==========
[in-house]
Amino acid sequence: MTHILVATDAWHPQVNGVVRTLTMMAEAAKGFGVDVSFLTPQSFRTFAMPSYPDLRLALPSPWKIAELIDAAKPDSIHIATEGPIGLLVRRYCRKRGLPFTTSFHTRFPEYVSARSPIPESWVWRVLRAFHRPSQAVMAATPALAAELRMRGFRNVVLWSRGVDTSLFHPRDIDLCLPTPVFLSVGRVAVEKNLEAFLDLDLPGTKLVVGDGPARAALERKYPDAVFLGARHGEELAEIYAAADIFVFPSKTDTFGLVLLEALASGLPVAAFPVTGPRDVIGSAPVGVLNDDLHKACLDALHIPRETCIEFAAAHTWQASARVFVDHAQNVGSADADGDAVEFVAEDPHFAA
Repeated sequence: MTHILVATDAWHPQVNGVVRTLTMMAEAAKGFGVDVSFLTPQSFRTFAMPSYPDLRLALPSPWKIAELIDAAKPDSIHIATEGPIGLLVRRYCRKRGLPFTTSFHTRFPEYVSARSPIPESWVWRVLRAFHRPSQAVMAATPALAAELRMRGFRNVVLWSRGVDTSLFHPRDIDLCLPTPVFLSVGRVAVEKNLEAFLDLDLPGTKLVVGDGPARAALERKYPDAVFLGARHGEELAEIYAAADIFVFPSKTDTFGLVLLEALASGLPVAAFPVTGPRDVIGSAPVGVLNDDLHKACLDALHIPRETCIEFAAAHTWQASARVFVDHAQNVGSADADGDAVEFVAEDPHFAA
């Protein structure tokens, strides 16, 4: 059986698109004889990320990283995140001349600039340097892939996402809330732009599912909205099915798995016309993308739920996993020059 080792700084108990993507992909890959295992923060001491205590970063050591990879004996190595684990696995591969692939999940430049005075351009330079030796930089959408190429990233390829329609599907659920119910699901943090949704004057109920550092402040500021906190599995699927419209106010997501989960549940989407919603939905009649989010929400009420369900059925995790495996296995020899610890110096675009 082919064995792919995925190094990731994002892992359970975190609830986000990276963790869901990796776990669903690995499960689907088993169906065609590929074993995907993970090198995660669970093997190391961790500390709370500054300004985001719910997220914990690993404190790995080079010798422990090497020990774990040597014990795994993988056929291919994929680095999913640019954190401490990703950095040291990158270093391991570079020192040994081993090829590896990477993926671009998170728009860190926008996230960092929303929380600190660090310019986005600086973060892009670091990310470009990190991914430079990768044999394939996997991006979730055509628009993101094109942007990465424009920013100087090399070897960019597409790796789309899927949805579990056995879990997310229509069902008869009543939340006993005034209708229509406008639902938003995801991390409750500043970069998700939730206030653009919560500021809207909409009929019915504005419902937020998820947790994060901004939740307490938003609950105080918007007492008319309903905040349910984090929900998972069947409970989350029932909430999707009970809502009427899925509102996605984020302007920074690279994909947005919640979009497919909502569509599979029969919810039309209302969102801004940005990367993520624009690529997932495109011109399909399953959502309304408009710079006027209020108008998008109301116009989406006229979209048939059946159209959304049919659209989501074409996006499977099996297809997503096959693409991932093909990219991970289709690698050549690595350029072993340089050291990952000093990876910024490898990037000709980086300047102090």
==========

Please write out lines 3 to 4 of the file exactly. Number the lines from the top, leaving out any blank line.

Repeated sequence: MTHILVATDAWHPQVNGVVRTLTMMAEAAKGFGVDVSFLTPQSFRTFAMPSYPDLRLALPSPWKIAELIDAAKPDSIHIATEGPIGLLVRRYCRKRGLPFTTSFHTRFPEYVSARSPIPESWVWRVLRAFHRPSQAVMAATPALAAELRMRGFRNVVLWSRGVDTSLFHPRDIDLCLPTPVFLSVGRVAVEKNLEAFLDLDLPGTKLVVGDGPARAALERKYPDAVFLGARHGEELAEIYAAADIFVFPSKTDTFGLVLLEALASGLPVAAFPVTGPRDVIGSAPVGVLNDDLHKACLDALHIPRETCIEFAAAHTWQASARVFVDHAQNVGSADADGDAVEFVAEDPHFAA
């Protein structure tokens, strides 16, 4: 059986698109004889990320990283995140001349600039340097892939996402809330732009599912909205099915798995016309993308739920996993020059 080792700084108990993507992909890959295992923060001491205590970063050591990879004996190595684990696995591969692939999940430049005075351009330079030796930089959408190429990233390829329609599907659920119910699901943090949704004057109920550092402040500021906190599995699927419209106010997501989960549940989407919603939905009649989010929400009420369900059925995790495996296995020899610890110096675009 082919064995792919995925190094990731994002892992359970975190609830986000990276963790869901990796776990669903690995499960689907088993169906065609590929074993995907993970090198995660669970093997190391961790500390709370500054300004985001719910997220914990690993404190790995080079010798422990090497020990774990040597014990795994993988056929291919994929680095999913640019954190401490990703950095040291990158270093391991570079020192040994081993090829590896990477993926671009998170728009860190926008996230960092929303929380600190660090310019986005600086973060892009670091990310470009990190991914430079990768044999394939996997991006979730055509628009993101094109942007990465424009920013100087090399070897960019597409790796789309899927949805579990056995879990997310229509069902008869009543939340006993005034209708229509406008639902938003995801991390409750500043970069998700939730206030653009919560500021809207909409009929019915504005419902937020998820947790994060901004939740307490938003609950105080918007007492008319309903905040349910984090929900998972069947409970989350029932909430999707009970809502009427899925509102996605984020302007920074690279994909947005919640979009497919909502569509599979029969919810039309209302969102801004940005990367993520624009690529997932495109011109399909399953959502309304408009710079006027209020108008998008109301116009989406006229979209048939059946159209959304049919659209989501074409996006499977099996297809997503096959693409991932093909990219991970289709690698050549690595350029072993340089050291990952000093990876910024490898990037000709980086300047102090």